4. So where do we think rates need to get to to cause a crash? And is now the right time to buy a house on a long low fixed rate or not?
  5. Where are the 5 buyers currently living? Presumably they’re also selling 🤔
  6. If I was Matt Hancock, doing what Matt Hancock was doing, I would not be doing it in a room that I knew had CCTV. What would even be the point in hiding it if you’re going to do it in front of a CCTV camera. So it had to be a covert camera?
  7. But you can get more free hours sooner (from when child is 2 I believe?) providing you’re not working. So you can get more free child care if you’re not working than if you are working. So you can get more free child care providing you don’t actually need it.
  8. Watching with disbelief mixed with anger and bitterness. Want / need to buy but will feel extremely resentful doing so. Logic tells me to wait but logic doesn’t seem to be relevant.
  9. I like the message. How do we instigate it? We need to get organised.
  10. So there's a global pandemic, massive financial shock, Brexit and prices go up 8.5%. So what's the consensus then? If you were considering buying now? Or advising your children? Buy now before they go up anymore? Or wait and see if they come down and possibly have to pay even more later? With interest rates and QE it seems the majority on here now think prices will continue rising in the short to medium term at least. And this is housepricecrash.co.uk. Depressing.
  11. Phoned the bank, they say they've had no requests for funds so can only advise it's being blocked at the other end for some reason. I'll look at Kraken. Thanks.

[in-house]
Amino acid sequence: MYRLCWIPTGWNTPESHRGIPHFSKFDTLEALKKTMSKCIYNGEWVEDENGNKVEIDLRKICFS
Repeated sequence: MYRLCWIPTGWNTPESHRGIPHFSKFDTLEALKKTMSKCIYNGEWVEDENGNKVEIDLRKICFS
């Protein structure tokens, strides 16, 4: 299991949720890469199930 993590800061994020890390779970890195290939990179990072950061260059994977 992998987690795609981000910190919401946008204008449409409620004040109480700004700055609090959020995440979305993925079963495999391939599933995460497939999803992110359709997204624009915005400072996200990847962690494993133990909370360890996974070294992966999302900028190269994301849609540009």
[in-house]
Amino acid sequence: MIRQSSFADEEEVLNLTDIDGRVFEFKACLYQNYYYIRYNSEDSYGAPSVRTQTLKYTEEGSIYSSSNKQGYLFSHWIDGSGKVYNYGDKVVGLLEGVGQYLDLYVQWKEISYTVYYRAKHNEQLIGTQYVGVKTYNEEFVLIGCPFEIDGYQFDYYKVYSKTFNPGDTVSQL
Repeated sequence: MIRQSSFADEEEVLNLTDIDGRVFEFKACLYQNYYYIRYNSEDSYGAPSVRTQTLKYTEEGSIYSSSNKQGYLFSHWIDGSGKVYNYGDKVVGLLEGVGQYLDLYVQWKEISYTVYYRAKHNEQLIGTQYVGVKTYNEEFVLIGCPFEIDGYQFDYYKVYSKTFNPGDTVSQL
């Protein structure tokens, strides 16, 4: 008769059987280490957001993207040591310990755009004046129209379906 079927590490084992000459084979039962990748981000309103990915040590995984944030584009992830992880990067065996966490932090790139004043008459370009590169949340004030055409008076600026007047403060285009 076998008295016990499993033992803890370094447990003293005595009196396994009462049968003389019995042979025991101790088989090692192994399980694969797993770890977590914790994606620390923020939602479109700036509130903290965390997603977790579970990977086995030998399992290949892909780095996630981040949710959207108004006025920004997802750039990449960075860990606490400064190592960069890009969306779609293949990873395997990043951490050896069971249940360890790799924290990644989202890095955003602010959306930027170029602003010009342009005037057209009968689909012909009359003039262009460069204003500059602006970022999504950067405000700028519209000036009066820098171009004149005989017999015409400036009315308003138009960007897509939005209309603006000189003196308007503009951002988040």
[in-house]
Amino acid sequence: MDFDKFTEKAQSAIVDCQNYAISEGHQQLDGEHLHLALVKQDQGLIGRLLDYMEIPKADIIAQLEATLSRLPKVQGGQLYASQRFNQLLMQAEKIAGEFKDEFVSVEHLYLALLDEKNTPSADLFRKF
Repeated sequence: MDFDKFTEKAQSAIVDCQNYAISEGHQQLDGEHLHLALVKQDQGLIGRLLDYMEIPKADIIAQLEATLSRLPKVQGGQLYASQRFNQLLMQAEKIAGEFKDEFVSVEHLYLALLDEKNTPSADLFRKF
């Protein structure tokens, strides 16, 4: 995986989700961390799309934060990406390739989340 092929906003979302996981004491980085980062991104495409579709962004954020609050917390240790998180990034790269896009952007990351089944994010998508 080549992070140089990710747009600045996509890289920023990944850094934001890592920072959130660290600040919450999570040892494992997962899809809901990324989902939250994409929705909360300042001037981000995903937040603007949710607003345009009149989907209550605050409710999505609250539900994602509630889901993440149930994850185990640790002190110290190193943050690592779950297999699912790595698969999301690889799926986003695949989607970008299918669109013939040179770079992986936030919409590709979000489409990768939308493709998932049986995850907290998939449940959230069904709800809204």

12. Looking to acquire a smallish amount of bitcoin to hold for while. I set up an account with Coinbase and have been trying to buy some with a debit card as don't really want to wait days for Coinbase to verify my bank account. For some reason it does not like my debit card at all. First it came up with "Payment declined due to suspicious activity" and wouldn't let me proceed any further and now it lets me proceed but the payment eventually just fails. Do I need to verify the card somehow with some micro payments or something? Failing that anyone have any suggestions for a reasonably easy to use exchange that's safe enough to hold a small balance while I sort a proper wallet out? Thanks.
  13. Wow this is a depressing thread. I should have bought a long time ago. I could have, but didn't for various reasons at different points in time. There were points where I needed the cash for other things like investing in a business (although arguably it would have been better spent on a house), times where life just got in the way and there were points where, having been influenced by this site, I convinced myself that a crash was imminent so held off. I am bitter about it. I'm now 39 and have a kid who will start school next year, so I'm under pressure to provide a settled life for him. I am where I am. My choice now is do I buy now and try and beat the stamp duty holiday or wait until next year. "Positives" I see coming in the next 6 months... - Brexit actually happening - The fall out from Corona Virus and the various government support coming to an end - The end of Help to Buy loans for everyone apart from first time buyers - End of stamp duty holiday I realise the stamp duty holiday may be extended and various other government meddling may reduce the effect ion the above considerably but I'm still thinking if the above doesn't make prices at least dip and produce a bit more of a buyers market then nothing will and I'll draw a line under it and commit.